We left Kupang early for Atambua, the border town for East Timor. It was pretty scenic passing over some mountain passes and lots and lots of bends. For the most part it was clear of traffic too, mainly because of the time I imagine. Once over the mountains the scenery kept alternating between lush jungle and dry arid, more desert like land with the odd tree. Even spotted some red sands, so I guess it’s a little like Australia.
The road was lined with little communities living in very traditional looking thatch/bamboo huts. I read a description of these that said they look like cousin “it” from the The Adams Family, which is a completely accurate and a funny description.
We arrived in Atambua by lunch time, 6 hours after we left. Customs and immigration on the Indonesian side was a piece of cake…the army/immigration officer had trouble understanding where we were from, so the other officer recited English football teams “Manchester United, Manchester city, Chealsea, Liverpool, England, they are English” Paul added ‘Arsenal’ to list he looked at him blankly so he repeated ‘Arsenal’ still blank. Clearly Paul’s beloved arsenal were not favourites here. The officer then went on to say ‘I like David Beckham’ well, Sunny Jim it would just so happen we had some postcards made up in England for this very scenario, complete with a picture of us, our route, London Bridge and yes, David Beckham. I for once had them stuffed in my jacket, rather than at the bottom of the pannier to hand out. He was very pleased and exclaimed ‘for me, to keep.’ I’d forgot that I spent some quiet time writing our blog address on the back and the guy sat next to him had WiFi connection. Of all places, he can get it out in the sticks of a border post, but getting it in town is a tall order. Anyway, within seconds he was on our blog and all the officers were taking a nosey as they pointed us off to customs.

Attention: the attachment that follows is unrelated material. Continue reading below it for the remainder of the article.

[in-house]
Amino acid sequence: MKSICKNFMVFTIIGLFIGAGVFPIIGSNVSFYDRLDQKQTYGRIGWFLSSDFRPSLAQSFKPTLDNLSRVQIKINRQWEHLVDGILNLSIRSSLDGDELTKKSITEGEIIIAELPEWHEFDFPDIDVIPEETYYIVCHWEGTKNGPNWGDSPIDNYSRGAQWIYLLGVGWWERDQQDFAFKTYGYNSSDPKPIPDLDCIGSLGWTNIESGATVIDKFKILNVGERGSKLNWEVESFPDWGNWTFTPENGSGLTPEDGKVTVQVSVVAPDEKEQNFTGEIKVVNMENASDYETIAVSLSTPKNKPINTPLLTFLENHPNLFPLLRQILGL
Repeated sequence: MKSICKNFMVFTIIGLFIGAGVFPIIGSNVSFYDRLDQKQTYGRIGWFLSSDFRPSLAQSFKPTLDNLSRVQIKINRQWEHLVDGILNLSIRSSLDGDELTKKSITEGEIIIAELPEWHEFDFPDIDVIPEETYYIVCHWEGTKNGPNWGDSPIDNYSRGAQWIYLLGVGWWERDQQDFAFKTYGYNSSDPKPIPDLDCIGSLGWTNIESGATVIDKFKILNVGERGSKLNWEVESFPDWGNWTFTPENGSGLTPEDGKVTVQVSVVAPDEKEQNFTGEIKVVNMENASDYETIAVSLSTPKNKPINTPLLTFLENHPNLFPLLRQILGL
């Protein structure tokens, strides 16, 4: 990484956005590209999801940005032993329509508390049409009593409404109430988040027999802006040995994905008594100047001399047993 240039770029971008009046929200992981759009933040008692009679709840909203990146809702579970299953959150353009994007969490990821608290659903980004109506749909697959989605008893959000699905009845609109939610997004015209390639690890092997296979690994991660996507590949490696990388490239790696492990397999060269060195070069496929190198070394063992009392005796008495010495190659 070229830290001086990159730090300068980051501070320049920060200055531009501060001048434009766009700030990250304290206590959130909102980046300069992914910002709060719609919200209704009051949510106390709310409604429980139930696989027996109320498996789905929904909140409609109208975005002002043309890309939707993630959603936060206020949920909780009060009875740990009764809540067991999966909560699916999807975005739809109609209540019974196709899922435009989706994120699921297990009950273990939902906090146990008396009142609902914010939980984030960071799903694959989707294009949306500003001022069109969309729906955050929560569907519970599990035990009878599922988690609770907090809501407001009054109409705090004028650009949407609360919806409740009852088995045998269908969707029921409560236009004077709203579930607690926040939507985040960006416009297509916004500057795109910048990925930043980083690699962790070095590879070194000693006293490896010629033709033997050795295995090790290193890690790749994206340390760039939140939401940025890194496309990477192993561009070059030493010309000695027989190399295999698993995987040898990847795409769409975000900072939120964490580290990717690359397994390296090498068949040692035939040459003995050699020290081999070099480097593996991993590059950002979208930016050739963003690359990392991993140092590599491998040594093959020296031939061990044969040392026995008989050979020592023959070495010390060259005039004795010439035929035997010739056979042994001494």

Leaving Indonesia is filled with a few lasts of the trip…our last land border crossing, the last time we can afford to eat at a restaurant, the last time we’re millionaires when we go to the cash machine, the last time we have to pretend we’re married, the last time rice is served for breakfast…it feels like the trip is coming to end. Although we haven’t been to Australia before, we’re expecting it to be much more familiar, like not as many crazy things going on. No mothers breast feeding their babies on the back of a scooter, no kids carrying knifes, no goats in houses, no driving down the wrong side of the road; that kind of thing.
Paul went to customs to get the Carnet stamped on his own, after he waded through the many offers to exchange US dollars which is the national currency of East Timor. 10 minutes later he was back, all done. Off to the next country.
There was bit of a photo shoot going on as we crossed the no-mans land between borders so we stopped to get one too. The men then wanted their picture with us. This is probably another last, no more celebrity status. I doubt anyone will care in Australia. East Timor side was super easy too…we handed over our authorization letters and $30 in exchange for a stamp to an immigration officer who was a bit grumpy and sounded like Arnold Schwarzenegger, he had a similar jaw line too.
He pointed us on to the next guy, who scanned the passports then we had to pass through airport style security check. Only the guy couldn’t be bothered turning the x-ray machine on so he just got us to walk through the metal detector which was almost definitely turned off too. Funny. He helped us out by showing us to the Carnet stamping man. He was very obliging and did all the stamping, dating and signatures we instructed him to do. Not sure he’d done it too many times before. Apparently it’s not needed in East Timor but Toll [the shipping company to Australia] request it. It took only 30 minutes to clear all border formalities on both sides, very quick, maybe even a record.